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Kinematic model of three wheeled mobile robot

Kinematic model of three wheeled mobile robot

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Kinematic model of three wheeled mobile robot
Kinematic model of three wheeled mobile robot

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Journal of Mechanical Engineering Research Vol. 3(9), pp. 307-318, 21 September, 2011Available online at http://www.academicjournals.org/jmerISSN 2141 - 2383 ©2011 Academic Journals
Full Length Research Paper 
Kinematic model of three wheeled mobile robot
Dayal R. Parhi*
and B. B. V. L. Deepak
Robotics Laboratory, Department of Mechanical Engineering, National Institute of Technology-Rourkela,
Rourkela,Orissa, India.
Accepted 11 July, 2011
In this paper, the behavior of wheeled mobile robots (WMR) has been analyzed. These robots ride on asystem of wheels and axles, some of which may be steerable or driven. For WMRs, there are manywheels and axle configuration that have been used. The present work outlined for five categories ofWMRs. The ultimate objective of this paper is to investigate the complete description of the controltheory of such robots and its maneuverability. Equations are modeled to describe the rigid bodymotions that arise from rolling trajectories based on the geometrical constraints of these wheels.Finally this analysis is applied to various three wheeled mobile robots.Key words:
Wheeled mobile robot, kinematic analysis, degree of maneuverability.
A mobile robot is a combination of various hardware andsoftware components in order to move in its free space. Itis a collection of subsystems as shown in Figure 1;
: it enables how the robot to move unboundedthroughout its environment.
: How the robotmeasures properties of itself and its environment.
: How the robot generate physical actions.
: How the robot maps measurements intoactions;
: How the robots communicatewith each other or with an outside operator. But there area large variety of possible ways (Xiaodong and Shugen,2010) to move, and so the selection
of a robot’s approach
to locomotion is an important aspect of mobile robotdesign. Understanding mobile robot motion starts withunderstanding constraints placed on the robots mobility.Owing these limitations, mobile robots generally locomoteeither using wheeled mechanisms, a well-known humantechnology for vehicles, or using a small number ofarticulated legs (Júlia and Federico, 2009), the simplestof the biological approaches to locomotion. In general,legged locomotion requires higher degrees of freedomand therefore greater mechanical complexity thanwheeled locomotion. Wheels, in addition to being simple,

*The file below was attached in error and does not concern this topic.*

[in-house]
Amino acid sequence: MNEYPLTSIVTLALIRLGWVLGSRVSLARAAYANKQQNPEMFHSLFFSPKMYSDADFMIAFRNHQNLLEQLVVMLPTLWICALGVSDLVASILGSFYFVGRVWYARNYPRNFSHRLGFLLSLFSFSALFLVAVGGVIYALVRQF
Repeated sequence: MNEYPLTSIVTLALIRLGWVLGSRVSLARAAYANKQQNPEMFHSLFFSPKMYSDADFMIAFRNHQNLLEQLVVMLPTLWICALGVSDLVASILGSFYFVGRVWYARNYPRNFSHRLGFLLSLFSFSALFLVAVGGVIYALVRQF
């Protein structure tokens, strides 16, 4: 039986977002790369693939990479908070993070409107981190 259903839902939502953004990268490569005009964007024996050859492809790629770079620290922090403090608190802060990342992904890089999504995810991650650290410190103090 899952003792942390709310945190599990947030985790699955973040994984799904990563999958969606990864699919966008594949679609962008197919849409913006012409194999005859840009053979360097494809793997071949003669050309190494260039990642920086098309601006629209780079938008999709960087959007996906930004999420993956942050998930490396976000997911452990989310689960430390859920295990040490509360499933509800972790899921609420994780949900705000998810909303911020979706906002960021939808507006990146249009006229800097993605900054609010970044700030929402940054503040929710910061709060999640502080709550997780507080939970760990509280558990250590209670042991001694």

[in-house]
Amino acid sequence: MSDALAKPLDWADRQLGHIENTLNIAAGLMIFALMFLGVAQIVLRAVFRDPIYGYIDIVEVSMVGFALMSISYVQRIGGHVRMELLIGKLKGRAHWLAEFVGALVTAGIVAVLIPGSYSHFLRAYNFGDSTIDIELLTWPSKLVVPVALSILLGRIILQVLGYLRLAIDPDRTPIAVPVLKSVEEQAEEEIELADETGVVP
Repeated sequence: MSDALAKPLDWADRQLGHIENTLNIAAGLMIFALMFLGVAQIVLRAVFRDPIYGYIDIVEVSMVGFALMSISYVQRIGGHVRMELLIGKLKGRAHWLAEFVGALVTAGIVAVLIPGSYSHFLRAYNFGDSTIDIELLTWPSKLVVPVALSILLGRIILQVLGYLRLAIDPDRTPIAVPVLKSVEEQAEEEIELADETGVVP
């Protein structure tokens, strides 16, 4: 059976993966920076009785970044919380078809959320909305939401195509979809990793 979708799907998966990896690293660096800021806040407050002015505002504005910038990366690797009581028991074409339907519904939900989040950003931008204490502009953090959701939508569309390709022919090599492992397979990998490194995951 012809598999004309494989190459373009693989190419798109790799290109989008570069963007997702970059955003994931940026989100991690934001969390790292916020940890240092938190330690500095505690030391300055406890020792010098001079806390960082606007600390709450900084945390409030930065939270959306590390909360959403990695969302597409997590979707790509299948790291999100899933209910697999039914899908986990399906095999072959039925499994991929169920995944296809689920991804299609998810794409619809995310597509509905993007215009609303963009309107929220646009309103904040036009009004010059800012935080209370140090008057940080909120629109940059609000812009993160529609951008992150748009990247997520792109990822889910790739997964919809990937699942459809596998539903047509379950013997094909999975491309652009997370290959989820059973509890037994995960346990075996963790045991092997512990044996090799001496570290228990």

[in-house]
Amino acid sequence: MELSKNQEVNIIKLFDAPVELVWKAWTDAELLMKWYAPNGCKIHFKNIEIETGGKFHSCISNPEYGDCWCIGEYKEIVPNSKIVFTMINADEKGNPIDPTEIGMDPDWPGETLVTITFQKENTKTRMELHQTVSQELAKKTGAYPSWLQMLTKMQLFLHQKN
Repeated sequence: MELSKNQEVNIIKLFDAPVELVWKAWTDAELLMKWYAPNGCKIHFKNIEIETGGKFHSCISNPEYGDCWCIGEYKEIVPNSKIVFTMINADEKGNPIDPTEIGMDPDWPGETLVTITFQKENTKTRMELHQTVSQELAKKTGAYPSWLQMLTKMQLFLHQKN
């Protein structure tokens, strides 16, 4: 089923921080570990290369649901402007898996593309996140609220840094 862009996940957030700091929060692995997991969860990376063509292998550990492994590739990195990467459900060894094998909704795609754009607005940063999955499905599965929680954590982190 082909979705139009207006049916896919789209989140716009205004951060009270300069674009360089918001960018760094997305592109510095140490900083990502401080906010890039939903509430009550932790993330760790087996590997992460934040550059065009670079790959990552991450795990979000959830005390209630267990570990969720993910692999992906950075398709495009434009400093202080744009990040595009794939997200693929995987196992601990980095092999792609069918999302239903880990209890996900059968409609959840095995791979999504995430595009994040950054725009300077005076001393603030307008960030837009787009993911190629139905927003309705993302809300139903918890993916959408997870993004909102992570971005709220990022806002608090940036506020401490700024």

*Corresponding author. E-mail: dayalparhi@yahoo.com.
are extremely well suited to flat ground.Alexander
and Maddocks (1988) modeled a wheeledmobile robot as a planar rigid body that rides on anarbitrary number of wheels. And they developed arelationship between the rigid body motion of the robotand the steering and drive rates of wheels. The structureof the kinematic and dynamic models has been analyzedby Guy et al. (1992), for various wheeled mobile robots.Those wheel types, ome of the researchers have beendealt with some types of wheels. Wheel architecture hasbeen developed by Kim et al. (2003), for the holonomicmobile platform in order to provide omni-directionalmotions by three individually driven and steered wheels.Jae et al. (2007) investigated the kinematics of a mobilerobot with the proposed double-wheel-type active caster,which is developed as a distributed actuation module andcan endow objects with mobility on the planar workspace.For a mobile robot equipped with N Swedish wheels,Giovanni (2009), has been described its kinematicmodeling, singularity analysis, and motion control.Vrunda et al. (2010) have analysed on spherical wheeledmobile robot for feasible path planning and feedbackcontrol algorithms. Nilanjan and Ashitava (2004) modeledthe wheels as a torus and proposed the use of a passive joint allowing a lateral degree of freedom for kinematicanalysis of a wheeled mobile robot (WMR) moving onuneven terrain.
A University of Minnesota’s Scout is a
small cylindrical robot has been modeled by Sascha et al.
308 J. Mech. Eng. Res.
Figure 1.
Reference control scheme for mobile robot systems.